14 Stories by a Marine Ammo HumperThis collection of stories is based on remembered facts, written accounts, hearsay, scuttlebutt, and 30-something years of living with all that I can remember. I was an "ammo humper" with the Marines, but these stories could be of any of the 58,000 men and women who never came back. Or the thousands and thousands of guys, many of whom were my age then (18), and remember it every day. There were kids from the city trying to avoid jail time. Some were poor guys from the South looking to get out of there. There were high school drop-outs, and the clean, plain boys from the farms with acne and pregnant girlfriends. There were the big guys from the high school campus showing how tough they were by joining the Corps, and the patriots following in their father's footsteps, except their fathers did what they did with reason and goals. There were moral guys who thought this was a good cause, and there were altar boys who wanted to break away, runaways and throwaways, and the "I got to getaways". We were all there.

Format: Paperback, 100pp. ISBN: 1588202240 Publisher: 1stBooks Library Pub. Date: Sept 2000 

About the author...Tony Newsom served with K/3/3 in 1965. Tony Newsom is from the Roxbury section of Boston. He spent three and a half years in the Marines. He made the first Marine Landing in Vietnam in May of 1965. He was an ammo carrier in a weapons platoon. Upon his return from Vietnam in 1966 he got his G.E.D. at Quantico, VA, and graduated from the University of Massachusetts at Amherst ten years later through the Federal Vocational Rehabilitation Program. He is a disabled veteran still living in the Boston area. 

DIG IN - by Rick Bartholomew  

The story of a Marine Corps grunt serving in vietnam from April 1968 - May 1969 in and around the DMZ. The stories and letters home of day-to-day living of a Marine Corps infantry squad leader. These are accounts of his life as shared by his letters home and the memory of Vietnam. Thirteen months of hell and back and the return home. It is a story of friendships made and friendships lost. The story of a young boy called by his country to serve and the impact that serving in Vietnam would have on his life. This book is dedicated to those volunteer editors without whose help it would have been impossible to have it published. A very special thank you to Doc Hoppy who gave many hours of his time to edit and help me in more ways than I can ever repay. I would also like to thank my family for their encouragement and blessing. It is also dedicated to all the Marines and Corpsmen that served Mike 3/3 in Vietnam. I am thankful that I was given the opportunity to serve with this elite group of men honorably known as United States Marines.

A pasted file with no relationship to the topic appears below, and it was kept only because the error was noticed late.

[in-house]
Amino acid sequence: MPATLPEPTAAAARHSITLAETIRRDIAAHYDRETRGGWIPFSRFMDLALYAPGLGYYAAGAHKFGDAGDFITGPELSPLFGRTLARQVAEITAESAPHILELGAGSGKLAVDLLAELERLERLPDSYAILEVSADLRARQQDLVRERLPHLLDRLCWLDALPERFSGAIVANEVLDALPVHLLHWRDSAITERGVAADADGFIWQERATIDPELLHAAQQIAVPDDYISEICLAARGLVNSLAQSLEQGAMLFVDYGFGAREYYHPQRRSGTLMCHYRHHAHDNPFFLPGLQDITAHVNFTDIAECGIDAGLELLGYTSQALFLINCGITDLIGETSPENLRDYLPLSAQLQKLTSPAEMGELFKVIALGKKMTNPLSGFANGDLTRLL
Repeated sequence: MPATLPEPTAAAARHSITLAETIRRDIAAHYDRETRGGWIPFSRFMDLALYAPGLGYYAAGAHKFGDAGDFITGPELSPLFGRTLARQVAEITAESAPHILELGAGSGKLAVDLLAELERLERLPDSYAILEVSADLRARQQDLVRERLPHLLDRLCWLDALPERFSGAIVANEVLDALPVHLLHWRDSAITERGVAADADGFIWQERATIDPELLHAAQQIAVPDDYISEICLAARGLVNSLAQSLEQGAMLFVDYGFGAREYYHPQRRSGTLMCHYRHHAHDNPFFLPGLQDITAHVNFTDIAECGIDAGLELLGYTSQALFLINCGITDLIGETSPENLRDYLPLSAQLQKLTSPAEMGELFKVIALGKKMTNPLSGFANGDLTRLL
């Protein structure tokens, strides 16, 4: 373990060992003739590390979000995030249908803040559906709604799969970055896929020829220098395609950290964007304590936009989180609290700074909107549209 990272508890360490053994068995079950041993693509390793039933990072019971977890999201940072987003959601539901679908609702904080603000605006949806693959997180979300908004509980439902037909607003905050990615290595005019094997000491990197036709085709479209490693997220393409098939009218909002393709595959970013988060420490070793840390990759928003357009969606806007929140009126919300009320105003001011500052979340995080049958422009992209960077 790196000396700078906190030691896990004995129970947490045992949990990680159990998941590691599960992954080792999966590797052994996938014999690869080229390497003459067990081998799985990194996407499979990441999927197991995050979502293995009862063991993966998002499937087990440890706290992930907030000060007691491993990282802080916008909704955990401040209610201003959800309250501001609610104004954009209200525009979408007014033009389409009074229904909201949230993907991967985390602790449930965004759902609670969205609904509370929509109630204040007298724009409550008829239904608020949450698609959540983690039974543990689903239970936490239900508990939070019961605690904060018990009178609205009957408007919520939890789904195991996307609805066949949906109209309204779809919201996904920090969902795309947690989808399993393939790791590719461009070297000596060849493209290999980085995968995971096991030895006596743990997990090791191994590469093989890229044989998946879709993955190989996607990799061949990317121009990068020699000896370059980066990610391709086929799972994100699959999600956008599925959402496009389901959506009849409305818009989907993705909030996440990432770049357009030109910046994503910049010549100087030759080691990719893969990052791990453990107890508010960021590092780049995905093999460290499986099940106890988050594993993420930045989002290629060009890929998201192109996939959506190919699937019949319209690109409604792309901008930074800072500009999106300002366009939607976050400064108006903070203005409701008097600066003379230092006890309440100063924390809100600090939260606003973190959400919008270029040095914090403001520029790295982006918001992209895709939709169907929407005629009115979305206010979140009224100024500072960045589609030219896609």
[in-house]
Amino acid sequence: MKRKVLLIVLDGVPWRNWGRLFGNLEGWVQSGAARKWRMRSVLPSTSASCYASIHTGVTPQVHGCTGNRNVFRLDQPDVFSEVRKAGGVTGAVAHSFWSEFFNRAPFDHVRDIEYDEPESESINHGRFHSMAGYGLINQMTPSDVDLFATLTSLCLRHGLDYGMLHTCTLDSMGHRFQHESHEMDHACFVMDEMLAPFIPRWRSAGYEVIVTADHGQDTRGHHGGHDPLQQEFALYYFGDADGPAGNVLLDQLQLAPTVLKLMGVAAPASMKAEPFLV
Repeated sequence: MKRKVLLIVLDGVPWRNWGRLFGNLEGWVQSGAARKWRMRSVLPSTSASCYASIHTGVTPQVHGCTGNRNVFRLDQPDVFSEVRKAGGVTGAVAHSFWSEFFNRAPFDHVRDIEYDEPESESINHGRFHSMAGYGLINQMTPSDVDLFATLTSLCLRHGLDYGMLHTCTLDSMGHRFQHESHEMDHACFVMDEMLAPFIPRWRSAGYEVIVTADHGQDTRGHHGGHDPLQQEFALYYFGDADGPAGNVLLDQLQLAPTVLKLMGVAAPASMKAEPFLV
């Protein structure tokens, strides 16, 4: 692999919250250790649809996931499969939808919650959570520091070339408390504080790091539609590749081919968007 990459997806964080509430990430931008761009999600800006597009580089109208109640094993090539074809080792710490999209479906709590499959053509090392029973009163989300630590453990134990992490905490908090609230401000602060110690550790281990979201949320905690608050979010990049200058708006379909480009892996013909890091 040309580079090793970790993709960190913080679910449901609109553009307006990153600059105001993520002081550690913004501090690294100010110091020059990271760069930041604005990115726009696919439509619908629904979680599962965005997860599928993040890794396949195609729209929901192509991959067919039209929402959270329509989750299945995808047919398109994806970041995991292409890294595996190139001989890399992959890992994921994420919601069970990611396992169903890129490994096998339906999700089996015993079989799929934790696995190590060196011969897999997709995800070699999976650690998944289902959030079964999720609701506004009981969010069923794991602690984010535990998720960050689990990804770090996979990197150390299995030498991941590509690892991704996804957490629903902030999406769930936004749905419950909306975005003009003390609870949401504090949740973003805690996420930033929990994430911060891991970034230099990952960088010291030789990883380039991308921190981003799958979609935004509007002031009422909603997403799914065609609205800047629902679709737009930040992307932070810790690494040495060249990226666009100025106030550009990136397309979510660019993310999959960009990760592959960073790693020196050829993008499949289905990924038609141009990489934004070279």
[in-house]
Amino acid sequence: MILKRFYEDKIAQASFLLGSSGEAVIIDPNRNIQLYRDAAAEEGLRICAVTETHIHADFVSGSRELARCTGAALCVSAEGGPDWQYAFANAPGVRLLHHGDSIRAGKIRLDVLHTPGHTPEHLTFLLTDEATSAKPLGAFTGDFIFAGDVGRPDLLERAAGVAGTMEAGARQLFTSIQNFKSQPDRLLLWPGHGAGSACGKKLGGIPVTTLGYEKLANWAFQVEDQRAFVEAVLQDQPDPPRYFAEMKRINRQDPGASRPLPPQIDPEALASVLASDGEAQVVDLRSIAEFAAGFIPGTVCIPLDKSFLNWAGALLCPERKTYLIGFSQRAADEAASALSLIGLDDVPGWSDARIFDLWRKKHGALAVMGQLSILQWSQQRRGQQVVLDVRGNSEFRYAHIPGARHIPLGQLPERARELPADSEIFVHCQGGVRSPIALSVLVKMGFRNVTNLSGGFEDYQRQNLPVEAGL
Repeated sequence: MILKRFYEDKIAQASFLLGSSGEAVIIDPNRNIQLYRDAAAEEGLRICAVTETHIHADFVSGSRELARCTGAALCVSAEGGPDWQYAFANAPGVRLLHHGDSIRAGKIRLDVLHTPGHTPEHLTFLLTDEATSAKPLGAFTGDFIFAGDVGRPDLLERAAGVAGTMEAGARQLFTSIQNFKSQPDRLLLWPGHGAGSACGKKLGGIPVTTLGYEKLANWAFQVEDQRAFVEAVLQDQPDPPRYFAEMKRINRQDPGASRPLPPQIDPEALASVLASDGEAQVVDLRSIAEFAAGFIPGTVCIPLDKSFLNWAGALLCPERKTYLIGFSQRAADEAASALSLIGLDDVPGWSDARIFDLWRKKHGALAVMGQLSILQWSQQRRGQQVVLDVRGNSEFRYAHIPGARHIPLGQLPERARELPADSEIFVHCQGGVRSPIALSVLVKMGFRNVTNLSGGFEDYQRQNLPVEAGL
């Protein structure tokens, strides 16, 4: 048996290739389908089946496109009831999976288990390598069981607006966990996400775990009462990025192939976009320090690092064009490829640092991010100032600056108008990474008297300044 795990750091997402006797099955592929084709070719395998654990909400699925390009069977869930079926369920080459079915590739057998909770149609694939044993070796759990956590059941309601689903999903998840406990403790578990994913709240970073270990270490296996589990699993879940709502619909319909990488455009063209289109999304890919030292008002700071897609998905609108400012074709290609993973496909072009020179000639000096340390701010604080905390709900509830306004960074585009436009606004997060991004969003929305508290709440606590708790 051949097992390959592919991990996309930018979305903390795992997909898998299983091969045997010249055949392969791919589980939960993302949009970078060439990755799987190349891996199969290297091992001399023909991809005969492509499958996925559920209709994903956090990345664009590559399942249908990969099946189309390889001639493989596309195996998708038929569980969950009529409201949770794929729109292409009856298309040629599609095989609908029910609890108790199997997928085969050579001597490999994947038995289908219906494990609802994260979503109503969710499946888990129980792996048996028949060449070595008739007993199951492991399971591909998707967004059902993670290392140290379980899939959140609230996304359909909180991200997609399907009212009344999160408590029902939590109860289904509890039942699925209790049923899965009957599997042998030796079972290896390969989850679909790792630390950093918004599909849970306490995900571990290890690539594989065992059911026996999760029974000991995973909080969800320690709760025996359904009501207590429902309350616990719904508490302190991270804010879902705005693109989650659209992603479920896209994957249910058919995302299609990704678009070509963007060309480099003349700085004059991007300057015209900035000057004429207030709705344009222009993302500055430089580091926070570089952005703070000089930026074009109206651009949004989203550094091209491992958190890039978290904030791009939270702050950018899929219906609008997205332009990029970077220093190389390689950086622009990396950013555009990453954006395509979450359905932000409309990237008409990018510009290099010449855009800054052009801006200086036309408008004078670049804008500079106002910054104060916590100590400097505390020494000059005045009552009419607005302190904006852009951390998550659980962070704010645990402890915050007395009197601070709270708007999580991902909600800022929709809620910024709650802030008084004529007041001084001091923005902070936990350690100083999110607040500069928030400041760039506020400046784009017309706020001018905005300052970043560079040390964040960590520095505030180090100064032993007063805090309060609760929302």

The late 60's in America was tumulus and uncertain. A young Oregon ranch kid must decide whether to flee or fight. The young man understands he will not flee. During the fifty days of living like a wild dog in a dirt den the young Marine witnesses the decimation of his grunt company.

From his first patrol where his new found fellow Oregonian dies in front of him, to the wayward 500- pound bomb that kills and maims several of his company, the young marine sees that the death around him is like a slow flesh-eating virus. Ignoring the old military axiom never volunteer the marine volunteers for a new recon company being formed. He and the other volunteers play cat and mouse in the dark and unholy jungles of Vietnam. The casualties still mount, but for the first time the enemy is now seen by the transformed warrior and he is able to fight back. Unlike PLATOON this account shows the honor, the devotion to duty and even a few laughs.These are not Americans who fought one another, but Americans who fought for America and men this Marine would like to be buried with. BURY ME WITH SOLDIERS by C.W. Standiford is now available. For every book sold a buck a book will be donated to the American Legion 9/11 Memorial Scholarship Fund. This fund will help the children of warriors killed in our war on terror. Please visit www.1stbooks.com to find this book. Or call 1-888-280-7715 to order. The web site www.burymewithsoldiers.com will be up soon. Reviews, pictures and audio clips will be on this site. Audio book is available at www.audiopulp.com. Please help raise money for our fallen warriors children. 

Semper Fi
Wayne Standiford 

About the author...
Wayne Standiford lives in the small town of Condon, Oregon, where he works for an electrical contracting company and his wife, Deborah, operates an imprinting business. Wayne and Deborah stay busy taking part in community affairs and keeping track of Shawn, Cody, Cassie, Travis, and Ryan. They are the proud grandparents of Isaac and Wyatt. Wayne was awarded a Navy Commendation Medal for his "composure under fire" because no one could see his toes curled inside his jungle boots. For the radio incident he was awarded the Vietnamese Cross of Gallantry. This medal should have been an Olympic Gold for the fastest human on the planet on the only day of his life he was able to move really fast. Older and much slower now, Wayne still grunts for a living.